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Miller v. Graham County

United States District Court, Ninth Circuit

September 23, 2013

Tandy Miller, Plaintiff,
v.
Graham County, et al. Defendants.

ORDER

JENNIFER G. ZIPPS, District Judge.

Pending before the Court is a Motion for Summary Judgment filed by Defendants Graham County, Mark Herrington, James Palmer and Drew John ("Defendants") on November 21, 2012.[1] (Doc. 58.) Plaintiff Tandy Miller ("Miller") filed a response to the Motion on January 10, 2013. (Doc. 61.) Defendants filed a reply on February 1, 2013. (Doc. 66.) On March 22, 2013, the Court ordered Defendants to file a controverting statement of facts in response to Plaintiff's separate statement of facts; Defendants filed their Controverting Statement of Facts on May 15, 2013.[2] (Doc. 67, 72.) Defendants seek summary judgment on Plaintiff's claims of gender discrimination, national origin discrimination and retaliation. For the reasons stated herein, the Court will grant the Motion.[3]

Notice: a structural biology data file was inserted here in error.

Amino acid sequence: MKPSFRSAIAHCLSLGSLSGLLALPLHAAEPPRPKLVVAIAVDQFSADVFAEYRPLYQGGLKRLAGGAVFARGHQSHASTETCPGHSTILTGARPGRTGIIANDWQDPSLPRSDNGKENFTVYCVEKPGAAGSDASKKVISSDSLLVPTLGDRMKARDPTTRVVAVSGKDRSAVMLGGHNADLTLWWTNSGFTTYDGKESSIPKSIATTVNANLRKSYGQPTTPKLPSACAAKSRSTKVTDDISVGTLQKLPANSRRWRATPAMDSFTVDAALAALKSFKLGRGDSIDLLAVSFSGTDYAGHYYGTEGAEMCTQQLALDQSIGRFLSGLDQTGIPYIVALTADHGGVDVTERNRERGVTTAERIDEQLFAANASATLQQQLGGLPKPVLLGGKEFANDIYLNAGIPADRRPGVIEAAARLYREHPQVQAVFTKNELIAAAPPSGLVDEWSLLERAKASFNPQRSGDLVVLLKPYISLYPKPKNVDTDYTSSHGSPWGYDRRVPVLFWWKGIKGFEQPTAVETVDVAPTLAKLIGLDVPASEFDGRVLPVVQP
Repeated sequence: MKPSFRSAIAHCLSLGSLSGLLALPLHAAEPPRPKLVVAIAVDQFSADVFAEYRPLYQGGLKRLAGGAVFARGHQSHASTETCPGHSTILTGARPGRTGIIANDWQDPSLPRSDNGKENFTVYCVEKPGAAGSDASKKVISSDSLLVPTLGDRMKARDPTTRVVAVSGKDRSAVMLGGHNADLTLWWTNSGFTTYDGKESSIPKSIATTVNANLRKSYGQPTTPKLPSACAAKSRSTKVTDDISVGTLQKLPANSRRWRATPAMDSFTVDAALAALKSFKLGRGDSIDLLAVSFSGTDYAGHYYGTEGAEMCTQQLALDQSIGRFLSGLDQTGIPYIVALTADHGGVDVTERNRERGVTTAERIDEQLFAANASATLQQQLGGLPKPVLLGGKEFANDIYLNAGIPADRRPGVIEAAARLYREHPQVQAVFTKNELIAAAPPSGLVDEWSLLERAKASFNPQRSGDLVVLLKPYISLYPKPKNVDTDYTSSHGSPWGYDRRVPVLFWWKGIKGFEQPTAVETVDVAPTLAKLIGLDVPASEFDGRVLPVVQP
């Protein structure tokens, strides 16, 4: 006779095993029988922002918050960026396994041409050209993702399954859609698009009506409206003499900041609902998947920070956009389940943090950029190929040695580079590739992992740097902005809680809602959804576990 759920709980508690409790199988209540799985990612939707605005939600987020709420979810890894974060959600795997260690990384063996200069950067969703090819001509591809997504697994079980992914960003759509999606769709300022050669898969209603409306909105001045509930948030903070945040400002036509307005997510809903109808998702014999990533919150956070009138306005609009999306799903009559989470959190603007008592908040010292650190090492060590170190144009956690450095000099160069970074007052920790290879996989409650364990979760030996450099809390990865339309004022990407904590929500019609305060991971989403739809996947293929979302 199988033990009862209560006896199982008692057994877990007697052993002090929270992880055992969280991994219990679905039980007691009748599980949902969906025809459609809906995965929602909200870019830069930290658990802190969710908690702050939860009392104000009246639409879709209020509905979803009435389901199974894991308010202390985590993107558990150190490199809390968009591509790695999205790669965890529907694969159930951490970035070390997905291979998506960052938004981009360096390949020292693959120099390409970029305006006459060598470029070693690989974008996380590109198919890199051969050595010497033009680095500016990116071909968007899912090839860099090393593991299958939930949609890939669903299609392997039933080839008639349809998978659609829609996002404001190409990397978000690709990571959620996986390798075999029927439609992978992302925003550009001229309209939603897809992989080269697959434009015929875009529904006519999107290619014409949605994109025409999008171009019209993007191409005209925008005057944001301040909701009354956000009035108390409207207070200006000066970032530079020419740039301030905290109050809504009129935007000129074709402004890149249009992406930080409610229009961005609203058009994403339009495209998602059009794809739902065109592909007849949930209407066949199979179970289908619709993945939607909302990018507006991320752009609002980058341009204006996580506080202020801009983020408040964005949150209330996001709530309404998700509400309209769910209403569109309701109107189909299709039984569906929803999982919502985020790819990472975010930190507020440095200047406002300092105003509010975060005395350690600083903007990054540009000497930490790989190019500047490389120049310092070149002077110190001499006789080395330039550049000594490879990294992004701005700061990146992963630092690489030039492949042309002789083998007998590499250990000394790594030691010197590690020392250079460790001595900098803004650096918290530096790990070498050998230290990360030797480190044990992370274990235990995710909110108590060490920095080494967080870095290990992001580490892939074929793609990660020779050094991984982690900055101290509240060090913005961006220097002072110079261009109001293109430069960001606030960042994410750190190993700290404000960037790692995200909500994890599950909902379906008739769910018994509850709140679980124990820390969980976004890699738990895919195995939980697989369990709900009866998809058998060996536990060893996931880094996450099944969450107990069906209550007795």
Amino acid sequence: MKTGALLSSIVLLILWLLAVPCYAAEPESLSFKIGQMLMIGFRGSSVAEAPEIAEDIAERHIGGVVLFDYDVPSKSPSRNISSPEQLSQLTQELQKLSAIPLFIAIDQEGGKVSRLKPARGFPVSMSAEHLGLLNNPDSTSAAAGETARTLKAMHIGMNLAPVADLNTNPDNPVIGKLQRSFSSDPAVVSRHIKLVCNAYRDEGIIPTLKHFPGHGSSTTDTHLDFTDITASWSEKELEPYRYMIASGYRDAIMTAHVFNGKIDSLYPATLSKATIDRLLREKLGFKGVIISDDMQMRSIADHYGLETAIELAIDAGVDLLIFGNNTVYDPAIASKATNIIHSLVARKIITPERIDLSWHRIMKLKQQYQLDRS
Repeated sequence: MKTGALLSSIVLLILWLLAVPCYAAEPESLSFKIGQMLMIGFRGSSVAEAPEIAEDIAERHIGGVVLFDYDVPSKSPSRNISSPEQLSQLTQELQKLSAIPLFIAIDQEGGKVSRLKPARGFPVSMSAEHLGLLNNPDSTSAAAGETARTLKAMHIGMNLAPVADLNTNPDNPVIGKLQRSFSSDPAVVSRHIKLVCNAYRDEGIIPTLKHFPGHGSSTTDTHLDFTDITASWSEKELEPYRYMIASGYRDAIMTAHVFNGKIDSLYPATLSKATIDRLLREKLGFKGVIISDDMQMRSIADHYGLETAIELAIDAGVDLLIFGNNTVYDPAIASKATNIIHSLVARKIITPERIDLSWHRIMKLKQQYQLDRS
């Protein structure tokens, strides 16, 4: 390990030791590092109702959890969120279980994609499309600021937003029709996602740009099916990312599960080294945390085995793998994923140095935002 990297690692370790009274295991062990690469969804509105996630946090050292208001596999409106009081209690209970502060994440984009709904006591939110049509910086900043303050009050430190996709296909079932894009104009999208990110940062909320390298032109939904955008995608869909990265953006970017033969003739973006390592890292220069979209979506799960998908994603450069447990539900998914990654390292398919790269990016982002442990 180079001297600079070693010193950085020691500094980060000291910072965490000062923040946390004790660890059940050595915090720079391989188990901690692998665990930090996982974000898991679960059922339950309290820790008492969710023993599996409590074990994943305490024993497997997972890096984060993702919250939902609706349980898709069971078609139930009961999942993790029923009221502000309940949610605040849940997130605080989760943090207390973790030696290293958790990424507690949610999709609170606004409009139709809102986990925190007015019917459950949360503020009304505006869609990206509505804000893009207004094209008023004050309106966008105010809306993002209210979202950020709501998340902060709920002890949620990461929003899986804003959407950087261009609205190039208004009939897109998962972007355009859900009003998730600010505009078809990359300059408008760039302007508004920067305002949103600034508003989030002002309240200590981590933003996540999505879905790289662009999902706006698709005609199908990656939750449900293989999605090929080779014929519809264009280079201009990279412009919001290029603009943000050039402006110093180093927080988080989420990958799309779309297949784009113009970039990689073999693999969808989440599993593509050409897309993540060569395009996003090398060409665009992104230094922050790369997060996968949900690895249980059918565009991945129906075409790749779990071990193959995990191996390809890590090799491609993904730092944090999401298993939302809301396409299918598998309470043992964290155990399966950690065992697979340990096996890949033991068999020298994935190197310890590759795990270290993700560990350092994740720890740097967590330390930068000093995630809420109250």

FACTUAL/PROCEDURAL BACKGROUND

Plaintiff is a former employee of Graham County at the Eastern Arizona Regional Juvenile Detention Facility ("EARJDF"), a small facility which employs 13-16 staff and administrators. (DSOF 1, 5; PSOF 1, 5.)[4] Of those employees, approximately 7 are Caucasian. (DSOF 6; PSOF 6.) Plaintiff is Caucasian and was born in the United States. (DSOF 1; PSOF 1.) Plaintiff was employed by the County from 2006 until her resignation in October 2008. (DSOF 2; PSOF 2.) In June 2008, Plaintiff applied for a sergeant position. (DSOF 48; PSOF 48.) Sgt. Esgardo Luzania, who is a Hispanic male, was hired for the position. (DSOF 48; PSOF 48.)

In June 2009 Plaintiff was rehired as a Temporary Detention Officer. (DSOF 3; PSOF 3.) Around that time, Graham County selected Sgt. Robert Pruszynski for a promotion. (PSSOF 47.) Plaintiff remained a temporary employee until November 2009, when she became a full-time detention officer. (DSOF 4; PSOF 4.)

In October 2009, Plaintiff's schedule was adjusted to a split-shift: Plaintiff worked part of the swing-shift and part of the graveyard shift, four days per week. (DSOF 9; PSOF 9.) During the graveyard shift, Plaintiff assisted Lt. Terry Lemley with American Correctional Association ("ACA") audit preparations after the inmates were locked up for the night. (DSOF 10; PSOF 10.) During the graveyard portion of her shift, Plaintiff's supervisor was Lt. Lemley. (DSOF 12; PSOF 12.) During the swing-shift portion of her shift, Plaintiff's supervisors were Sgt. Pruszynski and Sgt. Luzania. (DSOF 13; PSOF 13.) Sgt. Luzania only supervised Plaintiff on Saturdays and Sundays. (DSOF 13; PSOF 13.)